Mail Tampering & Protecting Yourself

Tampering with the mail is a Federal crime. If you see someone other than a postal worker taking anything from your mailbox or a person doing something suspicious with a post office drop box, call the police immediately. Most people who steal mail do it for the purposes of stalking, fraud and identity theft, so it’s not something to turn a blind eye to. Some people mistakenly believe a thief can’t cash their paycheck or get information that would allow a thief to fraudulently open credit cards in their name or fraudulently use their Social Security number. A thief could also re-route your mail by fraudulently submitting a change of address form while pretending to be you.

Concerned? Here are some good questions to ask:

How do I tell who my postmaster is or which my local post office is?

In some areas it is obvious, if you live in a small town with only a single post office, you know where your post office is, and if you have a serious concern, you can phone or visit your post office and ask to speak to the postmaster. The postmaster is the supervisor of that post office and should be contacted if there is an issue with fraud, mail tampering, or any other serious issue.

In other areas, you may not know which post office is the one your mail is routed through for delivery. Here is an easy way to find out

Type in your address and your local post office should be the top result. This will also show you the branch phone number (the number with a local area code), operational hours and additional services that branch may provide.

How would I know if someone had re-routed my mail?

You would stop getting mail addressed to you and only receive mail addressed to current resident or other members of your household. Mail you know was sent to you never arrives. If your paychecks, regular bills and bank statements don’t arrive, this is a problem. If you still get some of these but not others, your mail probably hasn’t been fraudulently forwarded. The missing mail is still cause for concern because it may have been lost or stolen.

If things like these (checks, bills, statements, etc) disappear, it’s a good idea to confirm they were sent and if they still don’t arrive, contact your local postmaster.

How would I know if a bank account or credit card is open in my name?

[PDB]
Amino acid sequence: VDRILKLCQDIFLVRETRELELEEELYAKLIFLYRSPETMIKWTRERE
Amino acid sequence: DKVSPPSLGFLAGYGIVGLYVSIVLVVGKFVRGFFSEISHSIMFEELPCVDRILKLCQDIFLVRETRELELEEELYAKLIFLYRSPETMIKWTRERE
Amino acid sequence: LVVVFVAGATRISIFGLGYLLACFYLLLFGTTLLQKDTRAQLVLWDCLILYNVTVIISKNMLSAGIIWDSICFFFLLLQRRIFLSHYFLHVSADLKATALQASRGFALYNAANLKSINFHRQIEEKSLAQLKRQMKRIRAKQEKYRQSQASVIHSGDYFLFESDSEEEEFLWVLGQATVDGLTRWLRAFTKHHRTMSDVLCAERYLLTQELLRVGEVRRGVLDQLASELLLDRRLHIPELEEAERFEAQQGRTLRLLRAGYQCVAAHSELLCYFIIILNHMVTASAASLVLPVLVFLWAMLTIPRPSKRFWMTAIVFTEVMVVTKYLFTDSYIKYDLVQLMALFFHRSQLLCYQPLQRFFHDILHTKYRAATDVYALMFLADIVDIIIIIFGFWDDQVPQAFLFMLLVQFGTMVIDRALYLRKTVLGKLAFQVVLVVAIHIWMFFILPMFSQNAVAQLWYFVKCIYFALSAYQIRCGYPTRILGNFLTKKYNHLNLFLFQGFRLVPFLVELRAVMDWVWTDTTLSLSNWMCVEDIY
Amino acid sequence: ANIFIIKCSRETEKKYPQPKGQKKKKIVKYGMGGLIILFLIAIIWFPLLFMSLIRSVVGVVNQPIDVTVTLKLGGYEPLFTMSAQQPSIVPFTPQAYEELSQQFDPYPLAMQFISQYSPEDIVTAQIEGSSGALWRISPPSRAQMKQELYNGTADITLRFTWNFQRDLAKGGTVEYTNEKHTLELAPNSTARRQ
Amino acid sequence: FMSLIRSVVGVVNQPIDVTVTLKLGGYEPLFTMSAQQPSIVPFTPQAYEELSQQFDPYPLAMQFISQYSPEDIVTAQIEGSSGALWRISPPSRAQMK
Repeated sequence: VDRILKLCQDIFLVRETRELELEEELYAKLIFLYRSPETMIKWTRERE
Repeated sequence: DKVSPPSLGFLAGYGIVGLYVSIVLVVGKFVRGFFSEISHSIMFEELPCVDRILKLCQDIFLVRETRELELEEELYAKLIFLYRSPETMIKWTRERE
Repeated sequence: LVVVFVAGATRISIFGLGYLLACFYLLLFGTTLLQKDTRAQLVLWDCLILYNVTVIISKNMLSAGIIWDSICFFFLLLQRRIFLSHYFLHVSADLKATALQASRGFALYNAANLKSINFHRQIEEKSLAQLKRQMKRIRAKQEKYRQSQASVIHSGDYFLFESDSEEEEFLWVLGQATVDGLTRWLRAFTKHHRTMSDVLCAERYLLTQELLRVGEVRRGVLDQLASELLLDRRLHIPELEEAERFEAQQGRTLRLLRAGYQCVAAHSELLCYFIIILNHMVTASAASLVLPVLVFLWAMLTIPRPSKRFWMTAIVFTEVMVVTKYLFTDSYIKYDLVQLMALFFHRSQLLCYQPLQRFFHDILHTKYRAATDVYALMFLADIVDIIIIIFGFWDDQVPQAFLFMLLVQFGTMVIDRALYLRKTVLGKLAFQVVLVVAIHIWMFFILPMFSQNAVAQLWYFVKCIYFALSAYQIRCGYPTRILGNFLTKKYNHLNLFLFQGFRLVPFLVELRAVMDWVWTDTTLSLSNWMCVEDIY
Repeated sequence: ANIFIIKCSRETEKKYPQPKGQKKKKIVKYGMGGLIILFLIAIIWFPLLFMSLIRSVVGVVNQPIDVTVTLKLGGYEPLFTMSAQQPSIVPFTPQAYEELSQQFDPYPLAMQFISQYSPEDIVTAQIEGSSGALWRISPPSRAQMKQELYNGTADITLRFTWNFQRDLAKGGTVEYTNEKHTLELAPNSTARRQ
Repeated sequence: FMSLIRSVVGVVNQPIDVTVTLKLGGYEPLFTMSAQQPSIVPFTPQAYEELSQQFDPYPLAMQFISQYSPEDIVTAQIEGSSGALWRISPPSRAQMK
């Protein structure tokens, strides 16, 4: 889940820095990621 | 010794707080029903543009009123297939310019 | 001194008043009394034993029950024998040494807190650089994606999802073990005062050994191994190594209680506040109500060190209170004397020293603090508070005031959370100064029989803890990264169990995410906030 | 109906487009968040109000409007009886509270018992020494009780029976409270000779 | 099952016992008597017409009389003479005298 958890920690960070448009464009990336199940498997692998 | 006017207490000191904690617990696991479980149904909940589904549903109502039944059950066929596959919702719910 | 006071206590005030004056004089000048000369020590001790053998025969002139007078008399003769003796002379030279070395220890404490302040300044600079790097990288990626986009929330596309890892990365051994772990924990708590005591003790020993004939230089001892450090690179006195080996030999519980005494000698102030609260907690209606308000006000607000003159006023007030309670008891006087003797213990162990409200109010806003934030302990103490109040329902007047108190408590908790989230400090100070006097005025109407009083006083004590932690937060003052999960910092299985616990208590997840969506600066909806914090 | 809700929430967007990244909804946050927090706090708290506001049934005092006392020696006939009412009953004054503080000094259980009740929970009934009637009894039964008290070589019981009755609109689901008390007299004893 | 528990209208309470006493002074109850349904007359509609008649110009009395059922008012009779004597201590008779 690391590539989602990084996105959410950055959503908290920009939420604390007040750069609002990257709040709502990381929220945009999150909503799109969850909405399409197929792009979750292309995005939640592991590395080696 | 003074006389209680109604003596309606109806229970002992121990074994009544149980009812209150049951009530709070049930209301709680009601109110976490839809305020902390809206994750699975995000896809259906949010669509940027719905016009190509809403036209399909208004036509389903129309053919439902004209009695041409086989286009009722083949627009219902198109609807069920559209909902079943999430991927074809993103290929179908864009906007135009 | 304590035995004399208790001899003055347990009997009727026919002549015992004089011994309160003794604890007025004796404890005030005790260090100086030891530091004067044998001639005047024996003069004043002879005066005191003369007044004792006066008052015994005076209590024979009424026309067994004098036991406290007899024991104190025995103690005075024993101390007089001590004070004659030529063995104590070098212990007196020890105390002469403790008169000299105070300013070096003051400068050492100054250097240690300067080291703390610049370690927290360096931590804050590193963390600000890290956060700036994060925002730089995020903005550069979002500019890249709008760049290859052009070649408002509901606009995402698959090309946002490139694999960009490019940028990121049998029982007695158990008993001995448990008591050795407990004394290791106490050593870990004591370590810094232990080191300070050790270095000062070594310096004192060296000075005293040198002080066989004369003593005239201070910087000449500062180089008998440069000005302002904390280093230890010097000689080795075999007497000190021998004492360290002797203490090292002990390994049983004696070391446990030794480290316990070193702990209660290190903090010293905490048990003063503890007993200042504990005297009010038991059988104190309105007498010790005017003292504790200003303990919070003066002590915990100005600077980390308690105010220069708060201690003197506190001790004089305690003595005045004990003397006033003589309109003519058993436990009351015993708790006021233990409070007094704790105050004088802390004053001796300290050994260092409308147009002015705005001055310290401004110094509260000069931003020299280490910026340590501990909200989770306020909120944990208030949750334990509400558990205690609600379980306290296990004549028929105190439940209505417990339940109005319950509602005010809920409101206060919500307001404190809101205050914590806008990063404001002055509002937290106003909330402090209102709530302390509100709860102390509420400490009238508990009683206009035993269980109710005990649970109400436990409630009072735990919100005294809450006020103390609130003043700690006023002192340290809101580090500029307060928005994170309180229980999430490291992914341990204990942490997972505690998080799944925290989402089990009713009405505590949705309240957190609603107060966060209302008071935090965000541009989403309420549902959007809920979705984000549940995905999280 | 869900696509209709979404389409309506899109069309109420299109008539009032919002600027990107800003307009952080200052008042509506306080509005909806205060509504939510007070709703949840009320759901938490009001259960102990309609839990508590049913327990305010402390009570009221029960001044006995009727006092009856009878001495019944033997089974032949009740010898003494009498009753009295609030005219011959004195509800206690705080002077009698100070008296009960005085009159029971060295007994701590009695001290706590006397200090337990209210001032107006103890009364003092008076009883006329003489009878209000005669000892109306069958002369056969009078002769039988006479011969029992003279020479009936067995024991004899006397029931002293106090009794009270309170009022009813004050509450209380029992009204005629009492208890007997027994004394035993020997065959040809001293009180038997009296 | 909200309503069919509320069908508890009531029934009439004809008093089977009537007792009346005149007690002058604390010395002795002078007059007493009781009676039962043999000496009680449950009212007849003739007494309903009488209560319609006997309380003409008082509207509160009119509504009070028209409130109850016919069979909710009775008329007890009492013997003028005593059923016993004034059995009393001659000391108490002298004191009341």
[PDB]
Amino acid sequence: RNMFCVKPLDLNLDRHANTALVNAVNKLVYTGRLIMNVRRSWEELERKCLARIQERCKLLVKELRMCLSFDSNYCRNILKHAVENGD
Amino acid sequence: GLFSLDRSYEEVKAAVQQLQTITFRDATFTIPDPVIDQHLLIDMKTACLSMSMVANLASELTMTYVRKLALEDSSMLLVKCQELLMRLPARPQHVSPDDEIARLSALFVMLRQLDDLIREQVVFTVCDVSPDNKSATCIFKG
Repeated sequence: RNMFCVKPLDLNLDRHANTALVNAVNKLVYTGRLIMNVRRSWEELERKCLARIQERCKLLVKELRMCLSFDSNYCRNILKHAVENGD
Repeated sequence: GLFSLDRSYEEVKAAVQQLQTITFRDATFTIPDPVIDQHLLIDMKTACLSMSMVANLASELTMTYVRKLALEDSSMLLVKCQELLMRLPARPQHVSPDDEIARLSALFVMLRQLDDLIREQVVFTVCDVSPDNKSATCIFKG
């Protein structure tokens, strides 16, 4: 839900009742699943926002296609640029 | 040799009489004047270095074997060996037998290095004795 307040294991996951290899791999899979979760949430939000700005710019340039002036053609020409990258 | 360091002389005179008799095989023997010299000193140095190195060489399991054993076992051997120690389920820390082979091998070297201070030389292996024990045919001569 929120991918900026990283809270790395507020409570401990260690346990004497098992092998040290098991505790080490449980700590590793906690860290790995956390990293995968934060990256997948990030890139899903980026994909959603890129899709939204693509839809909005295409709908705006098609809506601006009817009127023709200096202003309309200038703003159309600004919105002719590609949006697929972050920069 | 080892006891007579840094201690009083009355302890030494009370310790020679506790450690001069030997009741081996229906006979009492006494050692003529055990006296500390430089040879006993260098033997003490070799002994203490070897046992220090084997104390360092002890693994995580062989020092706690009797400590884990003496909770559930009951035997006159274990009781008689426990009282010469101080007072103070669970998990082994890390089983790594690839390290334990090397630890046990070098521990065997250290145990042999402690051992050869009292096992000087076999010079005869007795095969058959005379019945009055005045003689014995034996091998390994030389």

If you receive credit cards you didn’t apply for, start getting calls from debt-collectors (calling for you), or suddenly are denied credit for no apparent reason, these are a few red flags. Act immediately. Run a credit report. Don’t count on receiving a statement for a credit card fraudulently opened in your name. Chances are a thief will give a different address or opt to receive information online so that you don’t catch them in the act.
There are 3 national credit bureaus Equifax, Transunion and Experian. You can get a credit report for free here that will give you all of these.

In your report you will find out all the places where you have credit under your name, so banks where you have an account and/or credit cards and the numbers associated with these. If you see a bank or credit card number that isn’t yours, that is cause for concern and you should immediately file a dispute. This means if there is a bank account, calling the bank and telling them that this account was not opened by you. If it is a credit card- call that company (Visa, Master Card, American Express, Discover, etc.) and tell them this is not your card. Other warning signs: be immediately suspicious if your credit report shows any past or current addresses that are not yours, lawsuits, arrests or filing for bankruptcy.

How do I know if my identity or Social Security number is being used by someone else?

Your Social Security Number is the way a lot of financial institutions, government agencies, schools, and employers identify you. If you are concerned about someone using your SSN to make fraudulent purchases, read the answer to the question above “How would I know if a bank or credit card is open in my name?”